ESG, Features, Mining services

Innovative insights into mine water flows

tracer technologies

SRK Consulting on how tracer technologies can aid sustainable resource management in legacy and active mines.

The wider use of innovative tracer technology in the Australian mining industry can help miners better understand water flows in legacy and active mines, as well as the environmental parameters of operations.

At a legacy lead-zinc mine in the United Kingdom, SRK Consulting hydrogeologists sought to understand how water flows could affect the placement of a planned remediation facility.

Tracer dye was added to water surface flows entering an open shaft of an underground mine. Monitoring data yielded valuable insights by capturing previously unknown hydraulic discharges from the mine.

The recovery and breakthrough times were used to establish the proportional split of discharges at different monitoring points which, when coupled with water quality data, were used to highlight dominant discharge flow pathways with high metal load.

In Brazil, SRK hydrogeologists have used tracers to delimit the influence area of cavities in limestone and ferriferous formations, springs and pumping wells, and to characterise fractures and hydraulic barriers, providing assistance in the location of dewatering wells and contamination remediation planning at the mine.

In Canada and the US, tracer tests have been used to improve the operation of wellfields and to better understand catchment flow dynamics. Chloride and bromide (natural tracers) have been used to assess residence times in backfill pits and assess the mixing of source waters in waste rock.

SRK hydrogeologists have used a variety of tools and laboratory-based water-quality analyses to interpret tracer data, including the development of in-house analytical and Python models for rapid tracer modelling.

These are just a few examples of how tracer tests are being used to understand water flows in legacy and active mines. New applications of the technology are particularly applicable to Australia, which has thousands of unused mines, some of which can cause public hazards or damage the surrounding environment.

“The insights from tracer testing are invaluable,” Richard Cheal, a senior consultant (hydrogeology) at SRK Consulting Australasia, told Australian Mining.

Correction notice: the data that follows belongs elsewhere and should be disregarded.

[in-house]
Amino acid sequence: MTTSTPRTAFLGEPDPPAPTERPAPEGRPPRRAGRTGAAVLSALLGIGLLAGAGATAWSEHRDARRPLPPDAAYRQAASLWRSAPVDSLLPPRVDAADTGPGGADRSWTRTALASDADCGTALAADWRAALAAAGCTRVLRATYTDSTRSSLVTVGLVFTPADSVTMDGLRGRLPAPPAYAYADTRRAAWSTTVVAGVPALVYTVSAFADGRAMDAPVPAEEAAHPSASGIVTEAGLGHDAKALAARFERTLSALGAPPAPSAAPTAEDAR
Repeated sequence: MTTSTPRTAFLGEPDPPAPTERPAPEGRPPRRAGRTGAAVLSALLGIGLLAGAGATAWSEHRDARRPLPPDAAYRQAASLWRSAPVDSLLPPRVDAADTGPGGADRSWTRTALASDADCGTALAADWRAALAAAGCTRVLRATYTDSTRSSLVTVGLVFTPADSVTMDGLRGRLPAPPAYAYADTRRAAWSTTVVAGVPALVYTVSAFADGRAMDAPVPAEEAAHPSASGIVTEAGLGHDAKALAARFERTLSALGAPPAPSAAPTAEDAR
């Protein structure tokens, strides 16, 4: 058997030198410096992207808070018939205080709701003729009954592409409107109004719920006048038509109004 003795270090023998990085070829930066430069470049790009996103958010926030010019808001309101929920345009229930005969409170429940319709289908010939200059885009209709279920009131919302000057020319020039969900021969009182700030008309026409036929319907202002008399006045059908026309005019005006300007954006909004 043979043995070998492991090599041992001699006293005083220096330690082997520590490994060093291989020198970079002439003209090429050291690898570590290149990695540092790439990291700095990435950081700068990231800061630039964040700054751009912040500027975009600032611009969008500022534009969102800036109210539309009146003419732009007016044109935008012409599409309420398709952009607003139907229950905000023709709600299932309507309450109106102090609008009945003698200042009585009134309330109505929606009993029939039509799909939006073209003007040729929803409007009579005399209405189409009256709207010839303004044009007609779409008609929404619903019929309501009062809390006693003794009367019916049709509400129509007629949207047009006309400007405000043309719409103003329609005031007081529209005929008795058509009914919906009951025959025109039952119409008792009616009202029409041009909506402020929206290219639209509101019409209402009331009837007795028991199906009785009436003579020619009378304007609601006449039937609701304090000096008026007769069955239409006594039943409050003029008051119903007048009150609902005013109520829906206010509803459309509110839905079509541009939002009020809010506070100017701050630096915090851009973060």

“The data are particularly valuable in the context of legacy and active mining operations. Understanding water flow dynamics is crucial for refining conceptual models and defining constraints in numerical models.

“The insights developed overseas with the latest tracer testing technology can be applied to many mining operations in Australia.”

Broad application

Cheal says tracer testing has a wide range of applications in mining. By confirming sub-surface flow pathways at a mine, SRK can identify where water from the mine flows to and which waterbodies it affects.

“This information is crucial for developing remediation strategies at a mine,” he said.

In active mines, tracer testing can monitor the effectiveness of water management strategies, provide plume migration data, give insight into contaminant attenuation potential and geochemical mechanisms (such as acid mine drainage and metal loading), aid in the design of tailings storage facilities, and refine conceptual and numerical models.

“Tracer tests can provide insights into hydrogeological conditions, and inform strategies for water management and environmental protection,” Cheal said. “It’s an important part of sustainable resource management.”

Tracer tests assist miners to understand on-site water characteristics and movement. Image: SRK

Tracer types

SRK commonly uses fluorescein and rhodamine water tracing fluorescent dyes in tracer tests.

“These are artificial, non-toxic, and conservative because they have limited interaction with the geological media they pass through,” Cheal said.

In some cases, SRK will use natural tracers, such as sodium chloride, or occasionally environmental isotopic tracers. Much depends on the mine-site parameters or the needs of potential stakeholders in the project.